The prettiest and most costly structure erected by Justice Ross is a flat building at Benton boulevard and St. John avenue, on a promontory overlooking the entire city. He owns forty or more pieces of improved property in the city.

In the fall of 1898 Michael Ross ran for justice of the peace on the Democratic ticket and was elected. Since then he has held the office for three terms, twelve years, winning each time with ease. He said last night, however, that he would not seek the office again. He intends to build a big home in the southern part of the city and he and Mrs. Ross will devote their time to their children. He now lives at 626 Troost avenue.

"John Mahoney almost decided to go to Jacksonville, Fla., with our party," said the Justice. "The ground was frozen and he could not work. But he was such a home-loving man he hated to leave his family, even for a day. I had a premonition when I left that something would happen. When I got the wire the first thing I thought of was his automobile. We did not get the particulars, however, until we got a paper at Memphis, and did not get full particulars and learn that McGuire was killed and the others hurt until we got The Journal at Paola, Kas.

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January 3, 1910

INDEPENDENCE WAS
ONCE THE GATE CITY.

Pioneer Recalls the Days
Before the Railroad
Reached River.

Enchanting is the romance of the Golden West, the story of mountain and plain. Forming the most striking drama in American history, the record, alas, is but fragmentary -- the half has not been told. For, imperfectly have the annals been kept of the vast domain west of the Mississippi river from the time of early settlement to the present. Evidences of marvelous transformation are at hand, fruits of pioneer privations are enjoyed, but the annal of achievement in details has been neglected by historians. Reminiscences of early settlers can now alone supply the deficiency.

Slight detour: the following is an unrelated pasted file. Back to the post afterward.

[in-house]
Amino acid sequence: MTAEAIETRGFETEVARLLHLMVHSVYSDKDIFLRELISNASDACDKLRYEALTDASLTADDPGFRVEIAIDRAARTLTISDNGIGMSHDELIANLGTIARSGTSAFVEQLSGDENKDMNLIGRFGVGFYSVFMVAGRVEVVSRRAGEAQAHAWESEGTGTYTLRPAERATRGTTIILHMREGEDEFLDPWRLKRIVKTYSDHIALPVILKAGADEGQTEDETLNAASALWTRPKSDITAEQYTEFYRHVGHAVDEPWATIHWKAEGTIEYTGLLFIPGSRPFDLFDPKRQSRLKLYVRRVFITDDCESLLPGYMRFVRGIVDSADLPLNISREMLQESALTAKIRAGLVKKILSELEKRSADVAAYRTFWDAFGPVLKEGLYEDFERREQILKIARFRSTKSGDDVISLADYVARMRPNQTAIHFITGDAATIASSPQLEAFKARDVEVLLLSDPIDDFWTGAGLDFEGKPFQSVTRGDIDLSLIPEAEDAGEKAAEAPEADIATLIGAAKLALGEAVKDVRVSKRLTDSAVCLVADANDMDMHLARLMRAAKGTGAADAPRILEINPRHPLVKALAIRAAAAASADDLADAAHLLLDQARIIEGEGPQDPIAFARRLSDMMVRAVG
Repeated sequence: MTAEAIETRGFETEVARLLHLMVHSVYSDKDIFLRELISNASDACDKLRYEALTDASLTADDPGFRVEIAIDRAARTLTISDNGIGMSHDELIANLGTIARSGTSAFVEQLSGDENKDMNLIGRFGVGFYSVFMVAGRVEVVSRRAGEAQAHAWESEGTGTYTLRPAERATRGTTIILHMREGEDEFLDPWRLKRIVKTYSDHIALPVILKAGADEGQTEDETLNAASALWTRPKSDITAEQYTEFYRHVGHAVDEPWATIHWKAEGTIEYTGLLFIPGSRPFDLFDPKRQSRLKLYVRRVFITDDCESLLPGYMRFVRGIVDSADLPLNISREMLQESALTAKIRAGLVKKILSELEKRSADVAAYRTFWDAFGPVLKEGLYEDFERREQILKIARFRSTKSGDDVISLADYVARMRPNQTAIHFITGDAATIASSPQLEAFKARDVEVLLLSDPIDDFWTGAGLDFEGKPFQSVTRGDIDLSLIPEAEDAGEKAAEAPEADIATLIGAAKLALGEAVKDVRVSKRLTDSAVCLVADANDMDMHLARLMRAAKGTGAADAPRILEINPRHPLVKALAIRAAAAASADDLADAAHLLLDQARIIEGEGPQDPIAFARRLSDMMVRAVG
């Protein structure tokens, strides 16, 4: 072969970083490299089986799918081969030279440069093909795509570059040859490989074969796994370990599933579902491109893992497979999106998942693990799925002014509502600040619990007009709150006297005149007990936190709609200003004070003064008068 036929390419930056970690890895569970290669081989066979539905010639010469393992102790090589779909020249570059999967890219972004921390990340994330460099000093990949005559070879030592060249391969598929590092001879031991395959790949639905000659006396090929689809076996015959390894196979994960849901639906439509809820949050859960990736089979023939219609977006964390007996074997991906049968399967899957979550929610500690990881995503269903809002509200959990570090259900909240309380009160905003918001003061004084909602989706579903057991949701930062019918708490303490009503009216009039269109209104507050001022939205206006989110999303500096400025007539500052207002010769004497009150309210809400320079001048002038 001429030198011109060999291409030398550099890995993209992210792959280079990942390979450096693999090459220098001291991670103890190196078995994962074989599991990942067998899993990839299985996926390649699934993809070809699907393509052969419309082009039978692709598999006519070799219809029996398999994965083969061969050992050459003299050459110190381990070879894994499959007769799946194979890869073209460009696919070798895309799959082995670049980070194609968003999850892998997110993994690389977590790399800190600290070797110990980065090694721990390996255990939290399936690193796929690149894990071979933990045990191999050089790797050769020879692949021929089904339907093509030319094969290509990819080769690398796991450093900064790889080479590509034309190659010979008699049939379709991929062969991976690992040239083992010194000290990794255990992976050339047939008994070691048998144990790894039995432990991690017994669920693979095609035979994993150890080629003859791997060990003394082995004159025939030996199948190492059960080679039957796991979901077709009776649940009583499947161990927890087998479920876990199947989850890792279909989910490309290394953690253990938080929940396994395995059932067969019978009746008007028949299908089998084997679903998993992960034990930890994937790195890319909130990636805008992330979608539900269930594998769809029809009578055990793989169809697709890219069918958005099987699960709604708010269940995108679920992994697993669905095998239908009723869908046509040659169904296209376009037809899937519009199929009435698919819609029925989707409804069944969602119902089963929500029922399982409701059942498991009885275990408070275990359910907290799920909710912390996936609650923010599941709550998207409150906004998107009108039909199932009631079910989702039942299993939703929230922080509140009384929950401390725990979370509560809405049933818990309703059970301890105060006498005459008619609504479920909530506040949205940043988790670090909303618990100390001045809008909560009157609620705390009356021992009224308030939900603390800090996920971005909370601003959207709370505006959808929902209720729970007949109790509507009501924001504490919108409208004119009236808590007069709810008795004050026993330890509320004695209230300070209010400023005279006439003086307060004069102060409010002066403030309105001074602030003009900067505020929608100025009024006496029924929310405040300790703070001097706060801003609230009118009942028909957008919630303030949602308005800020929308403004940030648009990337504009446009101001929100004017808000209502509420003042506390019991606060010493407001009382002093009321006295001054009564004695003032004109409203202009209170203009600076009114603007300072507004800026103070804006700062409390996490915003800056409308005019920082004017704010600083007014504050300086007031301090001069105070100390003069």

To a great extent has the history of Independence, Mo., to do with that of the West. This city was the scene of the initial step in the march of progress. Preparatory to crossing the desert, westward bound caravans procured supplies there. Frontiersmen, explorers and prospectors, returning home, brought to Independence the first news of discovery, for this city was then the greatest trading post in the West.

OUTFITTING POINT.

Prominent among the pioneers was Henry A. Schnepp, who is now a resident of Galesburg, Ill., but is now visiting his brother, David Schnepp, at the latter's home, 413 Whittier place. Mr. Schnepp was conspicuously identified with the early growth of Independence and lived there for fifteen years, leaving during the year 1890.